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How President Museveni celebrated his 79th birthday

By Freya Wanjiku September 9th, 2023 2 min read

Uganda’s President Yoweri Museveni’s dedicated his 79th birthday to the Katonga battle of between September 1972 and 1985.

President Museveni, who celebrated his birthday a week before his actual birthdate, noted that his birthday was in remembrance of the fighters of Katonga and beyond.

Dressed in yellow and in a facemask, President Museveni thanked all those who fought in Katonga and the battles before.

“All the past wars in Uganda were unnecessary because there was always another way of solving the problems peacefully. Since 1962, we could have had peaceful politics, but some people didn’t want to. They decided to go for violence and sectarianism. They never wanted the elections to decide. We would have used peaceful means to solve our problems,” President Museveni tweeted.

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The 1972 invasion of Uganda was an armed attempt by Ugandan insurgents, supported by Tanzania, to overthrow the regime of Idi Amin. However, the invasion was poorly executed and lacked sufficient planning.

Within a short time, the Ugandan military, loyal to Amin, repulsed the invaders. The invasion was a failure and only served to solidify Amin’s grip on power.

President William Ruto in a discussion with President Yoweri Museveni of Uganda at Entebbe State House. PHOTO | PCS

In the wake of the failed invasion, Amin’s regime increased its campaign of repression and purges, targeting not only real or suspected enemies but also ethnic groups he deemed as disloyal or a threat.

The failed invasion also led to further deterioration of relations between Uganda and Tanzania, culminating in the 1978-1979 Uganda-Tanzania War, which eventually led to Amin’s ouster.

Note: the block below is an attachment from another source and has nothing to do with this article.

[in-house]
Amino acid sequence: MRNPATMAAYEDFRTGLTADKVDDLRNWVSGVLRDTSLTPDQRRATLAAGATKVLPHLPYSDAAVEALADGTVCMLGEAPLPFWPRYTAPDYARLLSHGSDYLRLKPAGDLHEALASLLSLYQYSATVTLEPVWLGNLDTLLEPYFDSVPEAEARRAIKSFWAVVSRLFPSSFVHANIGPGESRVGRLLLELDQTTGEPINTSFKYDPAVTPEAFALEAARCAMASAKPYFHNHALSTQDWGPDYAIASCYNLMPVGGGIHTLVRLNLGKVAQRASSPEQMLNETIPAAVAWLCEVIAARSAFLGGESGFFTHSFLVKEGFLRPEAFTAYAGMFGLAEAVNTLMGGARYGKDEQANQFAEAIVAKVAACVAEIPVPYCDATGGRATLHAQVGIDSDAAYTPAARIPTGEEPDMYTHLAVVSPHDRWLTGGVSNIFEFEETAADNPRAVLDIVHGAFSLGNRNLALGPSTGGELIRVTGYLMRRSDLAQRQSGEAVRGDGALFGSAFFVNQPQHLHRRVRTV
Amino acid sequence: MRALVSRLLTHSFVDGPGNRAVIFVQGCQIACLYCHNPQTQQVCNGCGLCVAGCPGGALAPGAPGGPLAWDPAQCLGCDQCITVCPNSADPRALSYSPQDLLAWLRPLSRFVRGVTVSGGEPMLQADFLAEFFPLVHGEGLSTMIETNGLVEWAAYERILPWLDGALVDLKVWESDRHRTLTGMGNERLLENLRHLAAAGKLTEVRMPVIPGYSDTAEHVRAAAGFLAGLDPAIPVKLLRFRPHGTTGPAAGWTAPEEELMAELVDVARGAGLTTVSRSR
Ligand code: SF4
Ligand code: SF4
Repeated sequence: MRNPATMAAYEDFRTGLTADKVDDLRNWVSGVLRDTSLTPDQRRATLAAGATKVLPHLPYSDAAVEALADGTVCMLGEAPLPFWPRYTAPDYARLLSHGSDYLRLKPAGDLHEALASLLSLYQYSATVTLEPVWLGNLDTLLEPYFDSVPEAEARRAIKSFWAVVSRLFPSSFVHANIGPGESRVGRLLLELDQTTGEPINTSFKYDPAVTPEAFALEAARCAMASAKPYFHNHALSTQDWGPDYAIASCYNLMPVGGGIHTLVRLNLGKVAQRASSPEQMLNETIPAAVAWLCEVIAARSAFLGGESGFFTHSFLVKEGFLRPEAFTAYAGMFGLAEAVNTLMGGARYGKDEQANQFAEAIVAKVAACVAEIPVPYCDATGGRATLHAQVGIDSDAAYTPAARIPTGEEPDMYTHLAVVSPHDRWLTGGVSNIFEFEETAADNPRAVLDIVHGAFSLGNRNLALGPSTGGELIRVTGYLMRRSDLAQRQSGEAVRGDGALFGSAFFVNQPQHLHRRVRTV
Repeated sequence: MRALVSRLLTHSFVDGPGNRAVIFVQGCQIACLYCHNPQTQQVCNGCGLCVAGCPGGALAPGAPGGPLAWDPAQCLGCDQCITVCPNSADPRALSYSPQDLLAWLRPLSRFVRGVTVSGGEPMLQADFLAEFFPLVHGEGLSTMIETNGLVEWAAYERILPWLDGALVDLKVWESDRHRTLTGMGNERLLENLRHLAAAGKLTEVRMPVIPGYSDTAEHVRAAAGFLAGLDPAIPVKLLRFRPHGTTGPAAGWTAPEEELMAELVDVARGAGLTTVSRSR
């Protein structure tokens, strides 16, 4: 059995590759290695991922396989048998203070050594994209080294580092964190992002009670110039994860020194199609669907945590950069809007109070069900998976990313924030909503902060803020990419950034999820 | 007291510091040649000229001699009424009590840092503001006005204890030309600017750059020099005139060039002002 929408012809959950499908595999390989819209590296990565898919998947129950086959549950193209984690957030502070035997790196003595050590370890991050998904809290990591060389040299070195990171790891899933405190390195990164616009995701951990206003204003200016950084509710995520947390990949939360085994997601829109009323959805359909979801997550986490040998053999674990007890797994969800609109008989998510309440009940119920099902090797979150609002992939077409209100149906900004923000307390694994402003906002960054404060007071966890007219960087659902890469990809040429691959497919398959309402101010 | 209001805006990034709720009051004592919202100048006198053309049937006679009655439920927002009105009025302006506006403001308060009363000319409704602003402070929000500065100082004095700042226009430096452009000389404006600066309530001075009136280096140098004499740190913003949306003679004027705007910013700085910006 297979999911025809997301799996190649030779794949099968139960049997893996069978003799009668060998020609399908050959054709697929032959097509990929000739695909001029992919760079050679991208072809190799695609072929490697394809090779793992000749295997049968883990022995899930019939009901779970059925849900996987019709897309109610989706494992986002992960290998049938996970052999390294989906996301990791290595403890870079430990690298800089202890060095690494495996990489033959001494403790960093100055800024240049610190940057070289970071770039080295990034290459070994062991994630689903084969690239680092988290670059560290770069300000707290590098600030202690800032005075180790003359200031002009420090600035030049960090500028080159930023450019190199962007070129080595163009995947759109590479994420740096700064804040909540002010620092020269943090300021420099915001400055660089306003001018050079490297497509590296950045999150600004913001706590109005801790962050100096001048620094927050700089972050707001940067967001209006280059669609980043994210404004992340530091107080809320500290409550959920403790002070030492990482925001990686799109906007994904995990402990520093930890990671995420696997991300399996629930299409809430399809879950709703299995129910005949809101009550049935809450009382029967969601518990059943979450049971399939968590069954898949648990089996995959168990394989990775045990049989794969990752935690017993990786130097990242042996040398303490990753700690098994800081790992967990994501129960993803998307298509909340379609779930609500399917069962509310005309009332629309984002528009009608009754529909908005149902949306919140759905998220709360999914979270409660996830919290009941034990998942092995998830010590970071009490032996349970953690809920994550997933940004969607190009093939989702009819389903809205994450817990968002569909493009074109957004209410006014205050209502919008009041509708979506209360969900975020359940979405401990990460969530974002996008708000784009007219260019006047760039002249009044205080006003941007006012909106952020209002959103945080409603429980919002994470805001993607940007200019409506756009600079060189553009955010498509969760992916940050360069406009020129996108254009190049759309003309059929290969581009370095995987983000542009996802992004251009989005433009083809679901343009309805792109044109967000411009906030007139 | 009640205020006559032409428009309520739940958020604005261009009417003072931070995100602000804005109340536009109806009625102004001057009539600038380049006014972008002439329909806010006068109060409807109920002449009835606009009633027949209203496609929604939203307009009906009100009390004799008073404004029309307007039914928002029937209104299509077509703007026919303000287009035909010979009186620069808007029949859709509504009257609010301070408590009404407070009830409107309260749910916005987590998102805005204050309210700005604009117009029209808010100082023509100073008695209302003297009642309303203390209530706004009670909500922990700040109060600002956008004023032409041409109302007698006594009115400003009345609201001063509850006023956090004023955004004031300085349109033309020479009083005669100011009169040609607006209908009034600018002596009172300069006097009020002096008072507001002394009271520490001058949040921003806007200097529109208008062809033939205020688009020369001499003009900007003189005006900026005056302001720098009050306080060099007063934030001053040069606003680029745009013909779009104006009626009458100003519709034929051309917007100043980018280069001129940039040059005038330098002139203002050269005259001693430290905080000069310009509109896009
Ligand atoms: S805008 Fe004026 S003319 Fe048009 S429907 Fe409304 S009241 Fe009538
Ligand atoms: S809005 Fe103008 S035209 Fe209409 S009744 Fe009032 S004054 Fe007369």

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The early 1980s were tumultuous times for Uganda, marked by the rise and fall of numerous political and military factions, especially after Idi Amin was deposed in 1979.

President Milton Obote returned to power in 1980 in an election clouded with accusations of rigging. His rule, marred by significant human rights abuses and brutality, saw the emergence of various rebellious factions, notably Yoweri Museveni’s National Resistance Army (NRA).

In 1985, as the NRA made advances against Obote’s Uganda National Liberation Army (UNLA), a battle ensued near the Katonga River. This was among the final major clashes leading up to the capture of Kampala by NRA.

President Obote’s grip on power weakened, culminating in his ousting by a coup orchestrated by Brigadier General Tito Okello in July 1985. President Okello’s reign was fragile and continually undermined by insurgencies, especially from the resolute NRA.

Attempts at peace negotiations faltered, and after months of intense conflict, the NRA successfully stormed Kampala in January 1986. This victory ushered in Yoweri Museveni as the nation’s leader, a position he has held onto for nearly four decades now.

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